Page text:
The Silver Lining
Just as I was about to give up, I stumbled upon some new information. There is a way to get inactive usernames. And, this way, is the only legitimate way to go about it. And, it has something to do with digital marketing agencies and media portals.
Let’s break this down, shall we?
You see, digital marketing agencies manage several accounts of brands and advertise on social media on their behalf. Think of this. A mid-sized digital marketing agency typically manages 30-50 accounts of brands. Let’s say we’re looking at an agency based in London. A mid-sized digital marketing agency that manages about 30 client accounts which includes local hotels, restaurants, bars and tech companies. Now, such a digital agency would typically have a huge spend with social networks. I mean, when you’re running ad campaigns for establishment companies, you probably are spending millions with Facebook, Instagram, Twitter and TikTok every month.
Now, here is the kicker. Social media networks extend a media portal to such agencies. Why? Because, to social media networks, such digital agencies are their bread and butter. They bring in the pie. Now, such media portals allow digital agencies to have a human contact at the social network that they can contact for a variety of requests.
A media portal is a simple access with a form, where the digital agency can request for username claims, verification badges and a variety of other things. And viola, I quickly realized, I am on to something.
The next thing I did was to look for agencies that provide such services. I sent them a quick inquiry. And out of the three that I contacted, one responded back. They asked me for my current and desired username. No login access was required. So, there I was, sending an email with my current username that I hated, and my desired username that was inactive for 7 years. And, that was it. All I had to do was wait.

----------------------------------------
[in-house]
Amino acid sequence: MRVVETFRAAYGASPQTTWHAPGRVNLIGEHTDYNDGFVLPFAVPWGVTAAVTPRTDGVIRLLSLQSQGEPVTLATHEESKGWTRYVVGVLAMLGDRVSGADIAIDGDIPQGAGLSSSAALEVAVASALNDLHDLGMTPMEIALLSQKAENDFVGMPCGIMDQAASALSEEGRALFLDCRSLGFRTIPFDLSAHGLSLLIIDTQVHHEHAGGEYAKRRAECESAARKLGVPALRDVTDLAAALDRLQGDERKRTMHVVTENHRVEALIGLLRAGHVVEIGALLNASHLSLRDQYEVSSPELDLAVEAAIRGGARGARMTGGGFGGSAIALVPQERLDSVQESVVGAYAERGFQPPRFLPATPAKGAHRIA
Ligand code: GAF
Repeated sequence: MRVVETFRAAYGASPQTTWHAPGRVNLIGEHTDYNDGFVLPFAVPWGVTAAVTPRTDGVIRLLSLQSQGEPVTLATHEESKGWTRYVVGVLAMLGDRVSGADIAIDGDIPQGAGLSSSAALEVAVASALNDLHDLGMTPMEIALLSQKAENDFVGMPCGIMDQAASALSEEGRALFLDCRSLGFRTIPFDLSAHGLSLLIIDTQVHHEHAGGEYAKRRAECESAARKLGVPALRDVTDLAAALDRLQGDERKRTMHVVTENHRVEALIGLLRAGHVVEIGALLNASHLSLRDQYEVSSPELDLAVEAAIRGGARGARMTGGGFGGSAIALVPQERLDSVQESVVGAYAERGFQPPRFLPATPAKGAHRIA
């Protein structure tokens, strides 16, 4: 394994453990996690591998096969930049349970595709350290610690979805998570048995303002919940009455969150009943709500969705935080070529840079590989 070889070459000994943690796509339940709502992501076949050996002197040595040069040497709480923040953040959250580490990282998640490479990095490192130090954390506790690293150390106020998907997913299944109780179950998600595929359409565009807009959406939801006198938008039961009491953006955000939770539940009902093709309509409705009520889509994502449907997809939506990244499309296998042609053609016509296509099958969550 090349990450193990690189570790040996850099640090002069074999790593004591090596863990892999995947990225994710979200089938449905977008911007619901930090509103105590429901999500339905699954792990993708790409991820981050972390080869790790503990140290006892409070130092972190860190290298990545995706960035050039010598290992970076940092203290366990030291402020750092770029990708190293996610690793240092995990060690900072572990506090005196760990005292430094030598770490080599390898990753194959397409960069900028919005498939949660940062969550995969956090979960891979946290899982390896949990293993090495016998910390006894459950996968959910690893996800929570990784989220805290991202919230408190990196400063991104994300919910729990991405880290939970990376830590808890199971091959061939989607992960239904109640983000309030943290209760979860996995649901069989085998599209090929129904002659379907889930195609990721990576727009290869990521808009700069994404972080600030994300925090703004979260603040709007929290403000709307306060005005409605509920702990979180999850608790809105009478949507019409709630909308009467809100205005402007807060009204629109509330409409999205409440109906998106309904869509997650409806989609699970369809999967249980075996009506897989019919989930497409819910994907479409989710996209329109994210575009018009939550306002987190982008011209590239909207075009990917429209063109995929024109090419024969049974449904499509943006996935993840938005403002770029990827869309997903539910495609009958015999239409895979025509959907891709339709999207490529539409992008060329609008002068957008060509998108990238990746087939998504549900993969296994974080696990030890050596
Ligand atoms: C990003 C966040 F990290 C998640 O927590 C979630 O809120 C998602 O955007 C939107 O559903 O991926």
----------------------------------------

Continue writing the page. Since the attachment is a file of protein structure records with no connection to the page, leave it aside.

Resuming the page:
In about a few hours, I fired up my Instagram app, and to my surprise my current username was magically edited to my desired username. I couldn’t believe what had just happened. All my posts, followers, details – all intact and untouched. All that happened was that my username was renamed. And it was perfect!
Yes, it did set me back a pretty penny, but was it worth it? Well, for me, yes. I’m someone who loves to build a consistent branding identity. I want to come off as a professional in my niche. No, I don’t want unique usernames across all social networks. I want all my socials to be consistent and I want them to match my domain too. So – I really couldn’t complain.
So, yes, you can claim inactive Instagram username. It’s possible. And the only way to go about it is, by approaching a reputable social media agency. And, as far as I could tell, you cannot claim ‘any’ username you’d like. You can only get ones that have been inactive for at least a year or more. And you can only take ones that are of 6 characters or more in length. I’m not too sure why there is a limit on the character length, but, when I do find out, I’ll write a blog about it!